New IRS proposed regulations under Section 956 substantially reduce "deemed dividend" concerns with respect to pledges and guarantees by CFCs

Until the issuance of the Proposed Regulations described below, under Section 956 of the Internal Revenue Code of 1986 (IRC) and Treasury Regulations thereunder, deemed dividends were potentially created when a U.S. borrower pledged as security two-thirds or more of the voting stock in a foreign subsidiary considered to be a "controlled foreign corporation" (CFC) for U.S. tax purposes, or if the CFC guaranteed or pledged its assets as security for the U.S. parent's debt.

As a result, credit agreements for U.S. borrowers have typically been drafted to exclude CFCs as guarantors, to exclude the pledge of any assets of a CFC, and to limit any pledge of voting stock of a CFC to no more than 65 percent of the voting stock. These provisions often treated domestic subsidiaries with no assets other than stock in one or more CFCs to be the equivalent of CFCs.

The origin of the Section 956 deemed dividend rules was the fact that a U.S. parent was generally able to defer paying U.S. taxes on earnings of a CFC (with certain exceptions) until the earnings were actually distributed to the U.S. parent. The purpose of the Section 956 deemed dividend rules was to prevent a U.S. parent from benefiting from the earnings of a CFC, e.g., by causing the CFC to guarantee or pledge its assets in support of a borrowing by the U.S. parent, without paying the U.S. taxes that would result from an actual distribution of the earnings to the U.S. parent. The Section 956 rules addressed this issue by potentially triggering a "deemed dividend" to the U.S. parent for U.S. tax purposes in the event of such a pledge or guaranty.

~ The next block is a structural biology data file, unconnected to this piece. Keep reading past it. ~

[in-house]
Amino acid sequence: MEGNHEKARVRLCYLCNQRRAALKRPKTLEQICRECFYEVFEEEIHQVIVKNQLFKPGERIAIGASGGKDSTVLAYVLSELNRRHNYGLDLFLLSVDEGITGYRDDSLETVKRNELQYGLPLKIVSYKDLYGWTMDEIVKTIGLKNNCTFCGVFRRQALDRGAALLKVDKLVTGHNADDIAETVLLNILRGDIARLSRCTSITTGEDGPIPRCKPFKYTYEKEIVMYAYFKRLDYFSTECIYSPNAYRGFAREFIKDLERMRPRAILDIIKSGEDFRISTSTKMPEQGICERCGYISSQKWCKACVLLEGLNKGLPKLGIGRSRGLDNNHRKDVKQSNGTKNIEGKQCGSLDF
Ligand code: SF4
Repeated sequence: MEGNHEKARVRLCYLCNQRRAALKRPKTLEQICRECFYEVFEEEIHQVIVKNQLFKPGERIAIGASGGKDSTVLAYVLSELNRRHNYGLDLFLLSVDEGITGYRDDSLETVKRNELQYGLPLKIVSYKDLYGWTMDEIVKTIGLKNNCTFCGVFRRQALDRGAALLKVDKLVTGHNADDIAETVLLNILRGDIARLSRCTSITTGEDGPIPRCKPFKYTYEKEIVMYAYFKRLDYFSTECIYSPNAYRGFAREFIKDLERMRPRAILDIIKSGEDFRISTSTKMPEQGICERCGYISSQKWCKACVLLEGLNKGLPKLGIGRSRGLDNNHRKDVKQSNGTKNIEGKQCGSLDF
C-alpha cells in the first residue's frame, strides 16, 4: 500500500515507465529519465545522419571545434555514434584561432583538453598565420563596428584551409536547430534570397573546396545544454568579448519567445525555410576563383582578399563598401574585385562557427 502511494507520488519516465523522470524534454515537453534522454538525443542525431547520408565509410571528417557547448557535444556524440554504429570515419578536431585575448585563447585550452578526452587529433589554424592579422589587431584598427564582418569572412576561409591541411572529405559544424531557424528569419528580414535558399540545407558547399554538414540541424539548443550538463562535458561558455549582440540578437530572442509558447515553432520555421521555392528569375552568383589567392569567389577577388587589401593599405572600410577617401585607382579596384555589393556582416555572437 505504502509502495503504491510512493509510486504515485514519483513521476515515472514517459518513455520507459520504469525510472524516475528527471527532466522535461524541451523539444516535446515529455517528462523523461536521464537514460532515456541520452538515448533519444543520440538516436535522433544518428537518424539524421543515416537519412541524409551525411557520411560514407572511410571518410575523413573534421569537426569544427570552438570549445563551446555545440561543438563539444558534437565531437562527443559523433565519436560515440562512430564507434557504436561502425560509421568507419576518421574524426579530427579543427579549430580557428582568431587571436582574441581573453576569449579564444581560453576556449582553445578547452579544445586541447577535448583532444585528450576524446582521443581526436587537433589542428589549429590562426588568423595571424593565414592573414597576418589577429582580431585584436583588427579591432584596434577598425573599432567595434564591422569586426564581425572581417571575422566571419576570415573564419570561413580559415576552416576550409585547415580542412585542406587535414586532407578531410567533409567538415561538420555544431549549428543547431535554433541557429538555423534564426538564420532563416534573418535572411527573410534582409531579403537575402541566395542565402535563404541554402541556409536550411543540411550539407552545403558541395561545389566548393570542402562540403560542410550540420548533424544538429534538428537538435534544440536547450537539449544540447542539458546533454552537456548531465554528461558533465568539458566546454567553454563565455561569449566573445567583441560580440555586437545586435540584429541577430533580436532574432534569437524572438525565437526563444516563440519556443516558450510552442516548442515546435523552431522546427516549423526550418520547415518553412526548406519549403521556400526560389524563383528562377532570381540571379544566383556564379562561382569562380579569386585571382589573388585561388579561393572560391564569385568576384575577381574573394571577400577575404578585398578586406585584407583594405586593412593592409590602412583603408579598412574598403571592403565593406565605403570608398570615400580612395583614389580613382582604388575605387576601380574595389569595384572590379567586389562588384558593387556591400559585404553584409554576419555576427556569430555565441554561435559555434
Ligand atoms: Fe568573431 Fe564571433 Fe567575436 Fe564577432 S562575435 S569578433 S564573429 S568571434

Read More: New IRS proposed regulations under Section 956 substantially reduce "deemed dividend" concerns with respect to pledges and guarantees by CFCs


Download PDF Share Back To Listing
Loading data